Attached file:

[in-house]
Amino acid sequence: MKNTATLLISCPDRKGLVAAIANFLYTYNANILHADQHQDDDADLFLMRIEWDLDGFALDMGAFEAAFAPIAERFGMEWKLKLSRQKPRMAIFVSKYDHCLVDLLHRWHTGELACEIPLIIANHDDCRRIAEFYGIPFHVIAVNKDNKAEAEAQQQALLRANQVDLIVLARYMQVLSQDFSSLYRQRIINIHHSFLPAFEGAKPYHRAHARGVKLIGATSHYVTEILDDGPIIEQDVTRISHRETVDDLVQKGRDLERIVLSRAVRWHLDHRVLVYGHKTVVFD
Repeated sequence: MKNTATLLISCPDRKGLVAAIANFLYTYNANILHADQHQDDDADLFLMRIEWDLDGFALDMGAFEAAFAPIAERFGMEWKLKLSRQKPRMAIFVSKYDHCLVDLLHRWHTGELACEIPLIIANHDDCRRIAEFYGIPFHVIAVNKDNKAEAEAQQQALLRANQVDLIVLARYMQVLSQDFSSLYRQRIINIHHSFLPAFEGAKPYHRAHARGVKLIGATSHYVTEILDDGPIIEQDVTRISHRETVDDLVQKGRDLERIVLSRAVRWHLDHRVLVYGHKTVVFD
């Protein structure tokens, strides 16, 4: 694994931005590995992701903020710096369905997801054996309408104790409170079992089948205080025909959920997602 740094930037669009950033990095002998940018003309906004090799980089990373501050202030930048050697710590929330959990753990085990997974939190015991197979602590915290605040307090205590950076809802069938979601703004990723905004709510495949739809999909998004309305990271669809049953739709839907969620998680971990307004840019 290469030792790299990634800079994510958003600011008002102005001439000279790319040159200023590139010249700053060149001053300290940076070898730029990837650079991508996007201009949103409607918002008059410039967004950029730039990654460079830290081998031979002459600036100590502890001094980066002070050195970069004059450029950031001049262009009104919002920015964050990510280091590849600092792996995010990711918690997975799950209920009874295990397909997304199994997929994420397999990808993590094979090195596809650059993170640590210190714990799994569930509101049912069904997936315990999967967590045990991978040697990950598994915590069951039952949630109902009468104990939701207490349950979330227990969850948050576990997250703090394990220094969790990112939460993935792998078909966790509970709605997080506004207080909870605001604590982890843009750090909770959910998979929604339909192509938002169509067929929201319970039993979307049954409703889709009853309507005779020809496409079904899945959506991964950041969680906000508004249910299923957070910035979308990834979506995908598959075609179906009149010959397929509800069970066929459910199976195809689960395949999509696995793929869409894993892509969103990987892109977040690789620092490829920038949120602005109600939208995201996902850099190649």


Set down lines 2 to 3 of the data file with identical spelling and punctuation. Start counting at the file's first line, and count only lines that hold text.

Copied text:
Amino acid sequence: MKNTATLLISCPDRKGLVAAIANFLYTYNANILHADQHQDDDADLFLMRIEWDLDGFALDMGAFEAAFAPIAERFGMEWKLKLSRQKPRMAIFVSKYDHCLVDLLHRWHTGELACEIPLIIANHDDCRRIAEFYGIPFHVIAVNKDNKAEAEAQQQALLRANQVDLIVLARYMQVLSQDFSSLYRQRIINIHHSFLPAFEGAKPYHRAHARGVKLIGATSHYVTEILDDGPIIEQDVTRISHRETVDDLVQKGRDLERIVLSRAVRWHLDHRVLVYGHKTVVFD
Repeated sequence: MKNTATLLISCPDRKGLVAAIANFLYTYNANILHADQHQDDDADLFLMRIEWDLDGFALDMGAFEAAFAPIAERFGMEWKLKLSRQKPRMAIFVSKYDHCLVDLLHRWHTGELACEIPLIIANHDDCRRIAEFYGIPFHVIAVNKDNKAEAEAQQQALLRANQVDLIVLARYMQVLSQDFSSLYRQRIINIHHSFLPAFEGAKPYHRAHARGVKLIGATSHYVTEILDDGPIIEQDVTRISHRETVDDLVQKGRDLERIVLSRAVRWHLDHRVLVYGHKTVVFD